While it may be tradition to enjoy some beer or wine with your colleagues at this time of year, many CEOs say that the booze isn’t flowing as freely as it did in years gone by. In a recent Compas Inc. poll, 68% of CEOs said alcohol in the workplace plays less of a role than it did 20 years ago.
Most executives said it’s no longer acceptable to drink at lunches or meetings during regular work hours, giving the practice a mean score of 2.0 on a 7-point scale, where 1 means very inappropriate and 7 means very appropriate. Having drinks during a lunch with an average client or prospective client was also seen as a no-no — the CEOs gave it 3.2 on a 7-point scale. However, executives felt that it was OK to have a drink if the specific client was expecting alcohol to be offered during the meal.
One CEO who has been with a company for 40 years remembers the days when liquor was at every meeting. ‘We changed our policy,’ the exec says, ‘because we found that alcohol was the source of most of our substance abuse problems among management and workforce alike.’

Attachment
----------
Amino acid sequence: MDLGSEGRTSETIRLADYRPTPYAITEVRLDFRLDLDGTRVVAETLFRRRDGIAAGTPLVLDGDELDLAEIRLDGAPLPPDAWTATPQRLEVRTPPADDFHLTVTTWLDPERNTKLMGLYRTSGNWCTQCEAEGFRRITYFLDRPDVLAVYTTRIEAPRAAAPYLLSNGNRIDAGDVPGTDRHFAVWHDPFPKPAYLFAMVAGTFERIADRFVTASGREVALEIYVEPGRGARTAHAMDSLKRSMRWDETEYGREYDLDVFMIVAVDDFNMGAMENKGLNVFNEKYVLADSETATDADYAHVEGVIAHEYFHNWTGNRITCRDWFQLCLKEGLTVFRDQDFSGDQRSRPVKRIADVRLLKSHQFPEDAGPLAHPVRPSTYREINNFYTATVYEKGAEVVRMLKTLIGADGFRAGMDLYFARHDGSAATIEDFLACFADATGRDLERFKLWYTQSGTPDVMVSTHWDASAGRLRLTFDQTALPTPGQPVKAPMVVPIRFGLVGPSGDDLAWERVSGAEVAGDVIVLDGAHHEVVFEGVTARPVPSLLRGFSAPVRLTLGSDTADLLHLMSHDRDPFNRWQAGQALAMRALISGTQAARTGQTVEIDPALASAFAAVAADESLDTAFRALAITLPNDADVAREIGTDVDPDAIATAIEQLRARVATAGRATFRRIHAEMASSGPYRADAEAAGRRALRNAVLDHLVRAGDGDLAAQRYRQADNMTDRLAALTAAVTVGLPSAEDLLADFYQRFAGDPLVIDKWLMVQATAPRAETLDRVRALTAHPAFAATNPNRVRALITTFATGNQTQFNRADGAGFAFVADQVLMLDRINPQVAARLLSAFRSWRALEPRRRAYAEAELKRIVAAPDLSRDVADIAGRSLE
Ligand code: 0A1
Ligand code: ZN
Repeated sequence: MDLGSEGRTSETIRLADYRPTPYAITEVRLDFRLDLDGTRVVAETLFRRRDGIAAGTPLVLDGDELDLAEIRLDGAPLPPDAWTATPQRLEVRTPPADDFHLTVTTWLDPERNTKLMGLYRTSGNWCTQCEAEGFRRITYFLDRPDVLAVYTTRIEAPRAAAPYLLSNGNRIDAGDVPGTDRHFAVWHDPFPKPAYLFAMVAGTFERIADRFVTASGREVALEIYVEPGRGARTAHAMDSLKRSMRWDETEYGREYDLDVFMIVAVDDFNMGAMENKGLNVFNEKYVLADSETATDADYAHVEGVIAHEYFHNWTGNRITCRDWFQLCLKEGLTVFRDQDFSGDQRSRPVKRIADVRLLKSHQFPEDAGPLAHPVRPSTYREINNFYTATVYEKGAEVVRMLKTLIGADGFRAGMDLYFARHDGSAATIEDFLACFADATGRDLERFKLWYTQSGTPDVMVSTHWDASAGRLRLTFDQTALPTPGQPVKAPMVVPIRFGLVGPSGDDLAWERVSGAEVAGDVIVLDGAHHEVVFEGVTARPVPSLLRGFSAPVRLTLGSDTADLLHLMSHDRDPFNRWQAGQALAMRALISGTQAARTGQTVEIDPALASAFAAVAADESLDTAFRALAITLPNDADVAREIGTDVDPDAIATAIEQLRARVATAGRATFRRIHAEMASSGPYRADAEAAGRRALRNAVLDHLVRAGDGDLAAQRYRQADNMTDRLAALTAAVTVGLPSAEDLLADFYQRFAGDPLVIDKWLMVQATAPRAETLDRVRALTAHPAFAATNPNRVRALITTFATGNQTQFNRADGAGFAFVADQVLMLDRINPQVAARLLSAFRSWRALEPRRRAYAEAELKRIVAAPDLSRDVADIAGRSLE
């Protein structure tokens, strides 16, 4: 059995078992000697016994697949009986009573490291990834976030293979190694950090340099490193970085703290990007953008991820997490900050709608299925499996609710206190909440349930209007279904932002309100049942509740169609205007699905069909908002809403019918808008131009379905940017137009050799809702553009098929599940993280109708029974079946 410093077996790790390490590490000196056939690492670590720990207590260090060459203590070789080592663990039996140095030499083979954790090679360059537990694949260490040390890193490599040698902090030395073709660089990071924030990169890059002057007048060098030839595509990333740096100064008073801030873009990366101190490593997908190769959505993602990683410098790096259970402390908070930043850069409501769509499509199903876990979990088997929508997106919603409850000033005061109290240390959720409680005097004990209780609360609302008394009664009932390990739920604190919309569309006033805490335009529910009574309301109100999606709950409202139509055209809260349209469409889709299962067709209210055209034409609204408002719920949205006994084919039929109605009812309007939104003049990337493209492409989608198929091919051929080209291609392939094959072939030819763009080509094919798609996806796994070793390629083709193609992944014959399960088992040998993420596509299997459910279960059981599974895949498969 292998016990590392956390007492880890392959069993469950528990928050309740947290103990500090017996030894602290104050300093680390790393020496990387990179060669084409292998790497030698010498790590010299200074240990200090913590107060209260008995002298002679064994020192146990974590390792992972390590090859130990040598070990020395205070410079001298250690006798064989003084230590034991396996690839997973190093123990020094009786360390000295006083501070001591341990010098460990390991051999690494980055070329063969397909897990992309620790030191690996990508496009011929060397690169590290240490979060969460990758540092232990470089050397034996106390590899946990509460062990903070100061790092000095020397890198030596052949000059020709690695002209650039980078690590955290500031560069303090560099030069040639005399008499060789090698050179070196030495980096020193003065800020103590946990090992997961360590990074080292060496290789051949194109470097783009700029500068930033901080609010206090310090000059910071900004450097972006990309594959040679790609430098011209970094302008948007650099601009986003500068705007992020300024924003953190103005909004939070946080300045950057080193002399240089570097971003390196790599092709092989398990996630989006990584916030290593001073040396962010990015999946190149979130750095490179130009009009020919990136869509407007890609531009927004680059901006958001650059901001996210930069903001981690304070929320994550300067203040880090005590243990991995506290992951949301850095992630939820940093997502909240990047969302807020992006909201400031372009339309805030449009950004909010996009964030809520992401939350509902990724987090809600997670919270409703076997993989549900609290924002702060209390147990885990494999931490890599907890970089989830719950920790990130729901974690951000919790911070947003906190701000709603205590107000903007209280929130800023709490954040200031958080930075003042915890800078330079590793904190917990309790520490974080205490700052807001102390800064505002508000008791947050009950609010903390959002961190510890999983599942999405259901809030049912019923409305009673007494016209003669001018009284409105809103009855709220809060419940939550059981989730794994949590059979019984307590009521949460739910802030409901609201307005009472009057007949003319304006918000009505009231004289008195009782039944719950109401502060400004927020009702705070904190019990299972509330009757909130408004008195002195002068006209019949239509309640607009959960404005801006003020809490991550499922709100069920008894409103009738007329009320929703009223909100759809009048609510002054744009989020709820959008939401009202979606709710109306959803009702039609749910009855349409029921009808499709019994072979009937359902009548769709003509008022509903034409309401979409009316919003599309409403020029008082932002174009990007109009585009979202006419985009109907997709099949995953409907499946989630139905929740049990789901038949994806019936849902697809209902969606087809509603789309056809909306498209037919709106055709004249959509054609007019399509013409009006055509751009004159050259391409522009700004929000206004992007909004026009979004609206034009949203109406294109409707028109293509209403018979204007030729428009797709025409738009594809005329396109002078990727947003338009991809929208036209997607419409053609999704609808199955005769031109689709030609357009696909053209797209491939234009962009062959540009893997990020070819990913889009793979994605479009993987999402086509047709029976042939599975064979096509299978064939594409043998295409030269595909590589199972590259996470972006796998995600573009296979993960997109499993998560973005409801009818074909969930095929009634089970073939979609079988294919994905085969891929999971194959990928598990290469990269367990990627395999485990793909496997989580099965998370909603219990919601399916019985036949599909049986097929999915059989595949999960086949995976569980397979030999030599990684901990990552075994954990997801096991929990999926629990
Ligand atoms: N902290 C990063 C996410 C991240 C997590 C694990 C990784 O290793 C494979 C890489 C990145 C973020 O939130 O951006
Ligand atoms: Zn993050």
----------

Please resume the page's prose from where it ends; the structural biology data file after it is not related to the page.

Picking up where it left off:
However, the chief executives felt that drinking is acceptable when employees are entertaining clients after-hours. The respondents also felt it was appropriate to have some alcohol when celebrating major business successes, and at workrelated holiday, birthday and retirement parties.
For executives who do find themselves out drinking with a client, 47% said two drinks were appropriate, while 41% said just one was enough. One exec put it simply: ‘One at lunch; one per hour at dinners; take a taxi home at employer’s expense.’ In terms of paying for the drinks, an overwhelming 88% of execs considered it wrong to bill an employer for drinking during staff lunches or meetings during work hours.
The main concern that CEOs cited in regard to alcohol was potential legal risks, followed by public-relations risks. ‘I don’t believe the concern is with the use of alcohol but with the misuse,’ said one exec. ‘A social drink is OK, while getting half drunk is not OK under any business-related circumstances.’